The Foreign Service Journal, September 2017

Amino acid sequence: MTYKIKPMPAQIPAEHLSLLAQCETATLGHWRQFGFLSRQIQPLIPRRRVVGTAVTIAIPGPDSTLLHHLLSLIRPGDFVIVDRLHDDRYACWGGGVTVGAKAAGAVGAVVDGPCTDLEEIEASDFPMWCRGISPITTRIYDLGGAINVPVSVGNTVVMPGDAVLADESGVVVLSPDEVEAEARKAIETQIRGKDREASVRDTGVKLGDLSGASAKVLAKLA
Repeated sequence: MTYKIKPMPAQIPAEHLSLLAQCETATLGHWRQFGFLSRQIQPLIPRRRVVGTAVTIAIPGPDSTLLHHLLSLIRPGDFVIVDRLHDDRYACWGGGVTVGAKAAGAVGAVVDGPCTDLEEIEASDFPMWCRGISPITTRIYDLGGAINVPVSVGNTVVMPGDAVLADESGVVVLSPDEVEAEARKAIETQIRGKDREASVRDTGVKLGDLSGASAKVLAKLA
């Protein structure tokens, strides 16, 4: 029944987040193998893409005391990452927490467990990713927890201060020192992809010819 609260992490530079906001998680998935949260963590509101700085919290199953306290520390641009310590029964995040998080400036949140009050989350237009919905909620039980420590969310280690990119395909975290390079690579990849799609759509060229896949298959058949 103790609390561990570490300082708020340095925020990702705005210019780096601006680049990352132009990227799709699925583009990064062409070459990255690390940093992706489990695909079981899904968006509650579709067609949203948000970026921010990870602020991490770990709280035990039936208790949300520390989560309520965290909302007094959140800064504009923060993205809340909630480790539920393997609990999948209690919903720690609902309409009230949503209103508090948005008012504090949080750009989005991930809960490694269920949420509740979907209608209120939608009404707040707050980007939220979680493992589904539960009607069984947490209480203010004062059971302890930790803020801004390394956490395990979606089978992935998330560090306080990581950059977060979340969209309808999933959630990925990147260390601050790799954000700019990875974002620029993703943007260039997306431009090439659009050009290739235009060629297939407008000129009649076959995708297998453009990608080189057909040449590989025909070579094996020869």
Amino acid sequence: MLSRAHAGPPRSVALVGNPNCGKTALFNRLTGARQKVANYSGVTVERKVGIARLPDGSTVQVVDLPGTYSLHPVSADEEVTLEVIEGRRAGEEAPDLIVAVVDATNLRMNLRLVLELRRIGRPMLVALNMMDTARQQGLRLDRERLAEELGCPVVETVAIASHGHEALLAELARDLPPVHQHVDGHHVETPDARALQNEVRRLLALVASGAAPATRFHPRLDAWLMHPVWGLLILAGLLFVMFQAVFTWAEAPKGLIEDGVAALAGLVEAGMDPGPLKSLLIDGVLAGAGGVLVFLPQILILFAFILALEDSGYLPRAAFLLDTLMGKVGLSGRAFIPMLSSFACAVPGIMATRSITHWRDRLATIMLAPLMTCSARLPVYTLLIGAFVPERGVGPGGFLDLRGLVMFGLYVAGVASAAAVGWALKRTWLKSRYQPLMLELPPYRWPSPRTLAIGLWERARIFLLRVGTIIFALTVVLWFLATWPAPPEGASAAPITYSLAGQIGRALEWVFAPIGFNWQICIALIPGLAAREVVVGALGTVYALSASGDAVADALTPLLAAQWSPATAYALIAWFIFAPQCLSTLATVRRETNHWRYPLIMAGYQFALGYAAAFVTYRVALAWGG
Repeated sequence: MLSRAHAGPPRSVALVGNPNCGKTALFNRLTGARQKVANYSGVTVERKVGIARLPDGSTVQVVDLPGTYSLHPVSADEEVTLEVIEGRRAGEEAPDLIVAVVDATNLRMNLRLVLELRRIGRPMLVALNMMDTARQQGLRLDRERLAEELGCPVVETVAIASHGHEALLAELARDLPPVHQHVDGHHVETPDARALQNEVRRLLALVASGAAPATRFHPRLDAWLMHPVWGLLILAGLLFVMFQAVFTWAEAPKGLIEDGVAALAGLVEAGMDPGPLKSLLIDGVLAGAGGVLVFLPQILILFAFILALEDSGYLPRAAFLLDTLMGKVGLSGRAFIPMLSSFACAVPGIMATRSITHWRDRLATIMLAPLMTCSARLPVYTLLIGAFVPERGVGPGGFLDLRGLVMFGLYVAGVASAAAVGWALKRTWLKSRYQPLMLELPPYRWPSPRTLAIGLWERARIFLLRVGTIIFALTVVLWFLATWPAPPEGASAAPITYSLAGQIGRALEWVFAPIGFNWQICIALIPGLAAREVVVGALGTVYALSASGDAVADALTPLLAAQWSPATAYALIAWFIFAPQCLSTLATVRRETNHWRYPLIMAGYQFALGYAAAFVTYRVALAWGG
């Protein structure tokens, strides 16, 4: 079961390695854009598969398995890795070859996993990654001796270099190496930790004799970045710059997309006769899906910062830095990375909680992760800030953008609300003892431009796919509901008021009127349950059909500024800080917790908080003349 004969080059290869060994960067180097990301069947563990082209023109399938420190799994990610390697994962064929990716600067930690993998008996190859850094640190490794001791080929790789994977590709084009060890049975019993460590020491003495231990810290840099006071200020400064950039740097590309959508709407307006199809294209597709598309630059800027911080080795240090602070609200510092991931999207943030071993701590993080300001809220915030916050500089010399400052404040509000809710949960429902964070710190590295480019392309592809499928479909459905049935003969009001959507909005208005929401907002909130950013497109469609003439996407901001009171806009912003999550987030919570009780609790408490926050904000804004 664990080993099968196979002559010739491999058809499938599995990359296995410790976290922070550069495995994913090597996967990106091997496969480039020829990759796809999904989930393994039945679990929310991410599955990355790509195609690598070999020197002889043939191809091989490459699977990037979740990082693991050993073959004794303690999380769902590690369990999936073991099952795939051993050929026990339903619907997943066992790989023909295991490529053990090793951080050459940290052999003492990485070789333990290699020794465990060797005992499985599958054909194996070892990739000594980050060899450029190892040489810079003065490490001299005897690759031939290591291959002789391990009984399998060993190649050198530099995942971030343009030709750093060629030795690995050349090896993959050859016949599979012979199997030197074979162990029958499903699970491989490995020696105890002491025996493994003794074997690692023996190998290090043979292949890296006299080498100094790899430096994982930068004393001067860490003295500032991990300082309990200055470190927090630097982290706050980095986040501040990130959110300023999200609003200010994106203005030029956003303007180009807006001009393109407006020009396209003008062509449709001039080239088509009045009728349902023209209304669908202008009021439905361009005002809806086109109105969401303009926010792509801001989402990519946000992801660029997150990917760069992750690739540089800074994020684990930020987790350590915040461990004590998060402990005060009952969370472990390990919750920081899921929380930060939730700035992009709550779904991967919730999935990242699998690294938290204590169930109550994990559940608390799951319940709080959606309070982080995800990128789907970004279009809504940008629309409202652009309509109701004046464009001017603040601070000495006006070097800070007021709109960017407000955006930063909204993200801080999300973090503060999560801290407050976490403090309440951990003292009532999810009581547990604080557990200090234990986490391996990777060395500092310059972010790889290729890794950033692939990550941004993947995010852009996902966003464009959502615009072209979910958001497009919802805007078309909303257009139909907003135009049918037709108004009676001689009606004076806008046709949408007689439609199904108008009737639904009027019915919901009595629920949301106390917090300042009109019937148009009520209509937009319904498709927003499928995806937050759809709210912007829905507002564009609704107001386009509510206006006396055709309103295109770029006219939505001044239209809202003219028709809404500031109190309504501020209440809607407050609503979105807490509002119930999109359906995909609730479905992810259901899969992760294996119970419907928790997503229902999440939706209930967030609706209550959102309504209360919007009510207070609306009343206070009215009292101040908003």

96 SEPTEMBER 2017 | THE FOREIGN SERVICE JOURNAL about key policy initiatives and plummeting morale among State’s career diplomats and civil servants. This book might offer key play- ers at the White House and National Security Council some much-needed education. Like an Audubon Society field guide, which provides comprehen- sive accounts of the traits, habitats and behaviors of birds or insects, this outstanding volume details nearly every aspect of career diplomacy in the United States. From the 13 oral assess- ment dimensions and A-100 classes to dissent, expeditionary diplomacy, tandem couples and LGBT issues, the authors dissect the Foreign Service as an institution, describe the profession, chart typical career trajectories and contemplate the future. This third edition, by Harry Kopp and John Naland (taking over from the late Charles “Tony” Gillespie), draws not only on the authors’ decades of experi- ence as career FSOs, but on interviews with 140 current and former foreign affairs practitioners. What the authors have produced is encyclopedic in breadth, offering considerable detail on topics that would be hard to find elsewhere. How does the Foreign Service rank-in-person and up- or-out system contrast with that of the Civil Service? What are FSOs paid, and A Field Guide to U.S. Diplomacy Career Diplomacy: Life and Work in the U.S. Foreign Service, 3rd Edition Harry W. Kopp and John K. Naland, Georgetown University Press, 2017, $89.95/hardcover, $29.95/paperback, 296 pages. Reviewed By Carey Cavanaugh This year may mark a historic shift in American global leadership, as the new administration raises questions about the reliability of international secu- rity commitments, moves away from multilateral trade arrangements and joint action on climate change, and de- emphasizes the promotion of democracy and human rights. President Donald Trump’s contra- dictory statements, tweets and actions have left friends and foes uncertain about exactly where Washington stands on major policy issues and unsure of how best to effectively engage the United States. The task of addressing such uncertainty and facilitating such engagement—as Career Diplomacy recounts—traditionally falls to the Department of State and the U.S. For- eign Service. Regrettably, Trump’s team has largely sidelined America’s diplo- mats, questioning both their value and loyalty. It has shown neither an appreciation for their deep, specialized knowledge and expertise, nor an under- standing of the critical roles that the State Department and Foreign Service play in protecting and advancing U.S. vital interests. The consequences of this have been widely reported: easily avoided protocol and policy missteps, uncoordinated gov- ernment action, significant confusion BOOKS how does locality pay work? What was the impact of the Palmer lawsuit? Why is there controversy surrounding account- ability review boards? There are few important issues that are not addressed herein. As a reference work, Career Diplo- macy could prove invaluable for university career counselors, foreign affairs journalists and the Washington diplomatic corps. For some, however, its inclusiveness will make for a difficult read. Aspiring foreign affairs profession- als, simply seeking to learn about the functions of a U.S. diplomatic mission, may be better served by Shawn Dor- man’s Inside a U.S. Embassy ( AFSA FS Books, 2011). Those who decide to take the plunge and sign up for the Foreign Service exam, however, will be well served by the authors’ extensive elaboration of what remains a unique and complex entry process. New employees at State (Foreign Service or Civil Service) cer- tainly should add Kopp and Naland to their personal professional libraries. It is probably the best and the worst time for a definitive work to be pub- lished on this subject. Best, because a greater understanding of the importance of diplomacy and the contributions made by the State Department and the Foreign Service is desperately needed. Worst, because even though Career Diplomacy takes into account the early days of the Trump presidency, there is little doubt that some steps being taken today will have lasting impact. The authors would be well-advised to start working on the next edition. Many pundits forecast dire times ahead for American diplomacy. Career Diplomacy , however, describes a Foreign Service and State Department that remain professional, flexible and It is probably the best and the worst time for a definitive work to be published on this subject.